SNCB is also in negotiations with the Belgian government over the plan to supply free passes for residents to stimulate growth in domestic tourism in the wake of the Covid-19 pandemic, which is expected to cost €110m in lost revenue and other costs.
During a state of affairs in the Belgian parliamentary committee on mobility, SNCB CEO, Ms Sophie Dutordoir and CFO, Mr Olivier Henin, said that changing work patterns such as people working from home two days a week were expected to put SNCB’s finances under considerable pressure in the coming years.
SNCB carried an average of 900,000 passengers a day pre-Covid-19, but this dropped to 90,000 a day at the height of the pandemic. Ridership has since recovered to around a third of normal levels after services resumed in May.
The crisis also has also put pressure on financing capital investments. The 2020-2030 investment plan identified investments of €8.26bn. The vast majority were covered by expected investment grants with SNCB expected to contribute €1.19bn.
The operator anticipated funding €839m through operating profits, leaving a deficit of €351m. However, given the impact of Covid-19 and the lack of operating profit, SNCB is left facing the original €1.19bn deficit to implement the planned investment.
Direct award concession
Dutordoir and Henin told the committee that SNCB had fulfilled its role as the backbone of the Belgian public transport network during the pandemic, and warrants the award of a 10-year public service obligation (PSO) concession.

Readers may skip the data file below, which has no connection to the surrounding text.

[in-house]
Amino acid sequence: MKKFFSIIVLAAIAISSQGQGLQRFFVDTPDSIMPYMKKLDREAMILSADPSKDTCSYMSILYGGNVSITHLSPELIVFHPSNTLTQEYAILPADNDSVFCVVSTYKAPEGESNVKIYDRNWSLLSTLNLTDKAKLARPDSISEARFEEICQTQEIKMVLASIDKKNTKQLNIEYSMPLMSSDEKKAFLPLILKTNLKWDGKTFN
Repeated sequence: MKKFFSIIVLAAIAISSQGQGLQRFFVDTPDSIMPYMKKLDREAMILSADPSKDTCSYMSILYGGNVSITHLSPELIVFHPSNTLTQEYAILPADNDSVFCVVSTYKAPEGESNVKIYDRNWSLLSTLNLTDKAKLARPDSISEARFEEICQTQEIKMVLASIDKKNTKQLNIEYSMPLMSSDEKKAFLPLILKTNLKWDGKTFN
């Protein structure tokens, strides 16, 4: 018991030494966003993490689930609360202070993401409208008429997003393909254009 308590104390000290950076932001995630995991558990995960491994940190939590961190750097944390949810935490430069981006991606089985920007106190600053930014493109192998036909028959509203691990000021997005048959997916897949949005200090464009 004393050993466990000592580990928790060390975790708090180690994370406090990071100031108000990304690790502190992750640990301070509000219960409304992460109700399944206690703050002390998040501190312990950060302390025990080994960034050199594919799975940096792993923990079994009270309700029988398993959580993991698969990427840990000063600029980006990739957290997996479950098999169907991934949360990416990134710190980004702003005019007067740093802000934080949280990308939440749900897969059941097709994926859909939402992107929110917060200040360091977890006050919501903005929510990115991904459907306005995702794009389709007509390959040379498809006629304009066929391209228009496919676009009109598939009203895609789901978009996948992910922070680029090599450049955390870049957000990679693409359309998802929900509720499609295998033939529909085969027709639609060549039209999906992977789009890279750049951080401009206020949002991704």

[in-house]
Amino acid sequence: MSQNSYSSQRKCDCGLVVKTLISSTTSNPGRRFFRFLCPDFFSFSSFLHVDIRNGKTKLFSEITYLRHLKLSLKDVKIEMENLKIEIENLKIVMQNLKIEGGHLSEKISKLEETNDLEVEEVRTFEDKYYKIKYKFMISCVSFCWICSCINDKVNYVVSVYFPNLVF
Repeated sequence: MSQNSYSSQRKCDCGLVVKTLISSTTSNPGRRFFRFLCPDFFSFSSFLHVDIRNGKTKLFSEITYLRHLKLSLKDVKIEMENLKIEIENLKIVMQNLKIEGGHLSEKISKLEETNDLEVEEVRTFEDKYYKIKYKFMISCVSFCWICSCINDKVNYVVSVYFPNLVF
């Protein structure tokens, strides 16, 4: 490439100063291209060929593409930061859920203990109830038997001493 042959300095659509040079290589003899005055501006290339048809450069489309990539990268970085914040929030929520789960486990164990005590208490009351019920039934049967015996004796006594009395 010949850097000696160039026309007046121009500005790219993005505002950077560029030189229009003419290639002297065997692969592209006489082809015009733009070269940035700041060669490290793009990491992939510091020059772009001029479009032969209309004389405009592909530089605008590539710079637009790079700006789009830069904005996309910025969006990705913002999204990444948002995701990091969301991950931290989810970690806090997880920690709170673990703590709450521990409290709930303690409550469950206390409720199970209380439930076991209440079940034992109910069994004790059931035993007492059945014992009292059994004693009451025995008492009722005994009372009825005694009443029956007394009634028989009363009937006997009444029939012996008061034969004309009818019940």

The operator introduced a reduced ‘train service of national interest’ in March, which it operated until reinstating a near-normal timetable in early May. SNCB says the crisis had emphasised the importance of service continuity and safe and efficient transport.
“Examples from abroad have already indicated that the liberalisation of the network entails a certain fragility,” SNCB says. “The execution of this PSO requires not only an ambitious and shared vision of mobility, but also long-term investment and financing plans for the further development of comfortable stations, digitisation, train equipment and efficient maintenance processes.
“In recent years, supported by the growth in the number of passengers and its efforts to keep costs under control, SNCB has achieved a healthy financial result, which not only further reduced debt, but was invested to expand services to passengers.”